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      Liriodenine, an aporphine alkaloid from Enicosanthellum pulchrum, inhibits proliferation of human ovarian cancer cells through induction of apoptosis via the mitochondrial signaling pathway and blocking cell cycle progression

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          Abstract

          Enicosanthellum pulchrum is a tropical plant from Malaysia and belongs to the Annonaceae family. This plant is rich in isoquinoline alkaloids. In the present study, liriodenine, an isoquinoline alkaloid, was examined as a potential anticancer agent, particularly in ovarian cancer. Liriodenine was isolated by preparative high-performance liquid chromatography. Cell viability was performed to determine the cytotoxicity, whilst the detection of morphological changes was carried out by acridine orange/propidium iodide assay. Initial and late apoptosis was examined by Annexin V-fluorescein isothiocyanate and DNA laddering assays, respectively. The involvement of pathways was detected via caspase-3, caspase-8, and caspase-9 analyses. Confirmation of pathways was further performed in mitochondria using a cytotoxicity 3 assay. Apoptosis was confirmed at the protein level, including Bax, Bcl-2, and survivin, while interruption of the cell cycle was used for final validation of apoptosis. The result showed that liriodenine inhibits proliferation of CAOV-3 cells at 37.3 μM after 24 hours of exposure. Changes in cell morphology were detected by the presence of cell membrane blebbing, chromatin condensation, and formation of apoptotic bodies. Early apoptosis was observed by Annexin V-fluorescein isothiocyanate bound to the cell membrane as early as 24 hours. Liriodenine activated the intrinsic pathway by induction of caspase-3 and caspase-9. Involvement of the intrinsic pathway in the mitochondria could be seen, with a significant increase in mitochondrial permeability and cytochrome c release, whereas the mitochondrial membrane potential was decreased. DNA fragmentation occurred at 72 hours upon exposure to liriodenine. The presence of DNA fragmentation indicates the CAOV-3 cells undergo late apoptosis or final stage of apoptosis. Confirmation of apoptosis at the protein level showed overexpression of Bax and suppression of Bcl-2 and survivin. Liriodenine inhibits progression of the CAOV-3 cell cycle in S phase. These findings indicate that liriodenine could be considered as a promising anticancer agent.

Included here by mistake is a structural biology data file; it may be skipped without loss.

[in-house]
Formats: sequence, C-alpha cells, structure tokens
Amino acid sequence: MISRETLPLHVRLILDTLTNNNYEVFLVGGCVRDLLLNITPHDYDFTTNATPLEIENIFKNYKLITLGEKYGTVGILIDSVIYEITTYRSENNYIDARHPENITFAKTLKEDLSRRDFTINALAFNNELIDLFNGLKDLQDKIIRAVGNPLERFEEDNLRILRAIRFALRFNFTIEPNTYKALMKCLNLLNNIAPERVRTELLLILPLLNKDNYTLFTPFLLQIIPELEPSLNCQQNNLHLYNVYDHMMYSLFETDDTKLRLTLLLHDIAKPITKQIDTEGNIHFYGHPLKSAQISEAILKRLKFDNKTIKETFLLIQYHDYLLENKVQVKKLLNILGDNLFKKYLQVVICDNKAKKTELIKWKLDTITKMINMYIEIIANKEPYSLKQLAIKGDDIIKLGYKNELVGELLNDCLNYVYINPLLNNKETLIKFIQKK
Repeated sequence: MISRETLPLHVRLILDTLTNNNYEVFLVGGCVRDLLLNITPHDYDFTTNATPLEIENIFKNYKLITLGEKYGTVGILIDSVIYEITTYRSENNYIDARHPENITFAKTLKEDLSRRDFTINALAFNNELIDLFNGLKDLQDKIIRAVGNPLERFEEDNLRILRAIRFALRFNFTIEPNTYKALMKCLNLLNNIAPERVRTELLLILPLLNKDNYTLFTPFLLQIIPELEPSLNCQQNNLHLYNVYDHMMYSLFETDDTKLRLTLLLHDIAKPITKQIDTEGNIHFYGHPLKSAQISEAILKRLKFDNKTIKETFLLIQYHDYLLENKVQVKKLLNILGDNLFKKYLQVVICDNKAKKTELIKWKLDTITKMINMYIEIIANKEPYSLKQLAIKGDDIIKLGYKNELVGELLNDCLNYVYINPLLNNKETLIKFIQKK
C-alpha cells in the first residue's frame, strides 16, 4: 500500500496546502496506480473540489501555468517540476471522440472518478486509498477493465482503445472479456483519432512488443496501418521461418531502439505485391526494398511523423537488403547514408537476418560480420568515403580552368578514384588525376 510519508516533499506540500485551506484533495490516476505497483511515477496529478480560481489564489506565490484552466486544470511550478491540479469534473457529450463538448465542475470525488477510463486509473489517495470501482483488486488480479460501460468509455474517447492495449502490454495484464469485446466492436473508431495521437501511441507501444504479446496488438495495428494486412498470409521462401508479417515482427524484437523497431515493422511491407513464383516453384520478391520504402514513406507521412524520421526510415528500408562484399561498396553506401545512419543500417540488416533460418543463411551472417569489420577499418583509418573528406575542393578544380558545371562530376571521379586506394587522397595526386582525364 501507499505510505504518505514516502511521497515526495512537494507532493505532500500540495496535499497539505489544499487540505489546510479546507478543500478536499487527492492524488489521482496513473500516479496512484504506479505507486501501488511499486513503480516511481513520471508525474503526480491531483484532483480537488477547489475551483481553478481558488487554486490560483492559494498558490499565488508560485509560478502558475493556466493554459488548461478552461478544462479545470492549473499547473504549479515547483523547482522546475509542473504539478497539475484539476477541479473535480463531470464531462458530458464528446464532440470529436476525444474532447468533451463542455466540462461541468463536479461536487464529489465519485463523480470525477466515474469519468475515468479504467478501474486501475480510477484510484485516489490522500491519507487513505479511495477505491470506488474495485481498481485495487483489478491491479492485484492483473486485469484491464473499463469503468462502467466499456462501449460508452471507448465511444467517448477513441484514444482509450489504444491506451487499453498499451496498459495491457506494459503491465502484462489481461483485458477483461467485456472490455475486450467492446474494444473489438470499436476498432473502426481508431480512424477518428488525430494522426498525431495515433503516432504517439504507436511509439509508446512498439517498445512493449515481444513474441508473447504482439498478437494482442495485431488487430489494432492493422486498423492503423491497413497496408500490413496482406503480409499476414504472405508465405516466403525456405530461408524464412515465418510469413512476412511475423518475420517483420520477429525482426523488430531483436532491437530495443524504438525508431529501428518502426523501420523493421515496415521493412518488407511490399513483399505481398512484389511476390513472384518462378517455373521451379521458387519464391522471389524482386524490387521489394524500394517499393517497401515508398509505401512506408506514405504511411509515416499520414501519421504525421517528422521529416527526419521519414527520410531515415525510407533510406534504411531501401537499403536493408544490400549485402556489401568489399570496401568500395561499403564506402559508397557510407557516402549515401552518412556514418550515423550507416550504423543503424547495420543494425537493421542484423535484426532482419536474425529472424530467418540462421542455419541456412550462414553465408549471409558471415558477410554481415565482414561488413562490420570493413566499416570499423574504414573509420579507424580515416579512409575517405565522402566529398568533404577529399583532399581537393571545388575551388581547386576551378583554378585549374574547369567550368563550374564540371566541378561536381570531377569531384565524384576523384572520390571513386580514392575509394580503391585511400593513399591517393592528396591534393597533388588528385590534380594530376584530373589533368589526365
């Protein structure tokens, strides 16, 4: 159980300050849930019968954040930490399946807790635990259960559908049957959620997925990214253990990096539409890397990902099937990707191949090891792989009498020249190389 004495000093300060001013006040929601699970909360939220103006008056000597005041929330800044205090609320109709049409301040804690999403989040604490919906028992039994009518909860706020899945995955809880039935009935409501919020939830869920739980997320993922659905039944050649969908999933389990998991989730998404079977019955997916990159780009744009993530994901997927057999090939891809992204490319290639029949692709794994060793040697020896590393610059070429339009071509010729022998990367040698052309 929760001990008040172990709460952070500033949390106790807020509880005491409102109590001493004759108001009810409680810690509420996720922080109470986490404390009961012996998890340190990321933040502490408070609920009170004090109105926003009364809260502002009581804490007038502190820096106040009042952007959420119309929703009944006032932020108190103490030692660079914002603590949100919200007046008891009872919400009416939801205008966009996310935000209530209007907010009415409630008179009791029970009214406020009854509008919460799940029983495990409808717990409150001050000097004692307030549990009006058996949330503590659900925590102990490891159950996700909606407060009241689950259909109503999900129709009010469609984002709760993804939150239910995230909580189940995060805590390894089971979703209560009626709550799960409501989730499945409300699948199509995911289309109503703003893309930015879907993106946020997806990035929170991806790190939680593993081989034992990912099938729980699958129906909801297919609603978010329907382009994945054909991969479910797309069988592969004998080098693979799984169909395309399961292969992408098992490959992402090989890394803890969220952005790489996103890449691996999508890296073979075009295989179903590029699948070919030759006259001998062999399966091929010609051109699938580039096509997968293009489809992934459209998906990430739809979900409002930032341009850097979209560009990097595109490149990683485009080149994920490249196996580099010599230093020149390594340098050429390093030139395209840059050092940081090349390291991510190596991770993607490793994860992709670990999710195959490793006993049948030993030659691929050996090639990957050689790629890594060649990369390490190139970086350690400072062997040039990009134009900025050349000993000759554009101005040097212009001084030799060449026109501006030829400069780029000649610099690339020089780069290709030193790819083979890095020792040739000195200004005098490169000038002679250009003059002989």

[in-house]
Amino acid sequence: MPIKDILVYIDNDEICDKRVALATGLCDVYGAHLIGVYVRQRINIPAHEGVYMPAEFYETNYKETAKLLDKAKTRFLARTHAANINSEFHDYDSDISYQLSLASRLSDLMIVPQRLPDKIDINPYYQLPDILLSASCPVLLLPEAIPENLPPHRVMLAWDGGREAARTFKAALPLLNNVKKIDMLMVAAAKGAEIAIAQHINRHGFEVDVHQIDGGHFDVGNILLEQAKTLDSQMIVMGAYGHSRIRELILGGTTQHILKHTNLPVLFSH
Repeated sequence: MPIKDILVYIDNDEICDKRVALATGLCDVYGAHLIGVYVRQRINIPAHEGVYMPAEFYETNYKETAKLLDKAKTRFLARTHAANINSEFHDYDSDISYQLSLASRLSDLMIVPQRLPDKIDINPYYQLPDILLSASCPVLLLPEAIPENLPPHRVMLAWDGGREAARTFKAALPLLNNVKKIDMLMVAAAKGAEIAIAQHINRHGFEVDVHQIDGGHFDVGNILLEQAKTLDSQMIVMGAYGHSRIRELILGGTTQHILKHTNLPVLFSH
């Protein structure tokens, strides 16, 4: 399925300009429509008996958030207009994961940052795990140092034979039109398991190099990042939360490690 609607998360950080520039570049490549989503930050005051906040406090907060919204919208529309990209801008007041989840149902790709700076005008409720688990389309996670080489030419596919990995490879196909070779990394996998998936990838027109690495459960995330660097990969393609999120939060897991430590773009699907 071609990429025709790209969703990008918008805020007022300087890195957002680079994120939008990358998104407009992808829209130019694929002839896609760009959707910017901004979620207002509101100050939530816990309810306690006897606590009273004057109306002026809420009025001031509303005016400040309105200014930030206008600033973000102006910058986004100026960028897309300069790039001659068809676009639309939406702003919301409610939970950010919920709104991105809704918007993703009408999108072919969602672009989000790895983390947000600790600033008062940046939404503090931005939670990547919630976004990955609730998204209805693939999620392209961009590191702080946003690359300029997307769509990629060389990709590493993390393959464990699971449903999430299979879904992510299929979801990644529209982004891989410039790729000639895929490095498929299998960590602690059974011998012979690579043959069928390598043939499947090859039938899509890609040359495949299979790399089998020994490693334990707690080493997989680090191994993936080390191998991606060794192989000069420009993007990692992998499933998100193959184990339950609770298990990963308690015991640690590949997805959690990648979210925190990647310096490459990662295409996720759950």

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          Most cited references 24

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          Exposure of phosphatidylserine on the surface of apoptotic lymphocytes triggers specific recognition and removal by macrophages.

          During normal tissue remodeling, macrophages remove unwanted cells, including those that have undergone programmed cell death, or apoptosis. This widespread process extends to the deletion of thymocytes (negative selection), in which cells expressing inappropriate Ag receptors undergo apoptosis, and are phagocytosed by thymic macrophages. Although phagocytosis of effete leukocytes by macrophages has been known since the time of Metchnikoff, only recently has it been recognized that apoptosis leads to surface changes that allow recognition and removal of these cells before they are lysed. Our data suggest that macrophages specifically recognize phosphatidylserine that is exposed on the surface of lymphocytes during the development of apoptosis. Macrophage phagocytosis of apoptotic lymphocytes was inhibited, in a dose-dependent manner, by liposomes containing phosphatidyl-L-serine, but not by liposomes containing other anionic phospholipids, including phosphatidyl-D-serine. Phagocytosis of apoptotic lymphocytes was also inhibited by the L isoforms of compounds structurally related to phosphatidylserine, including glycerophosphorylserine and phosphoserine. The membranes of apoptotic lymphocytes bound increased amounts of merocyanine 540 dye relative to those of normal cells, indicating that their membrane lipids were more loosely packed, consistent with a loss of membrane phospholipid asymmetry. Apoptotic lymphocytes were shown to express phosphatidylserine (PS) externally, because PS on their surfaces was accessible to derivatization by fluorescamine, and because apoptotic cells expressed procoagulant activity. These observations suggest that apoptotic lymphocytes lose membrane phospholipid asymmetry and expose phosphatidylserine on the outer leaflet of the plasma membrane. Macrophages then phagocytose apoptotic lymphocytes after specific recognition of the exposed PS.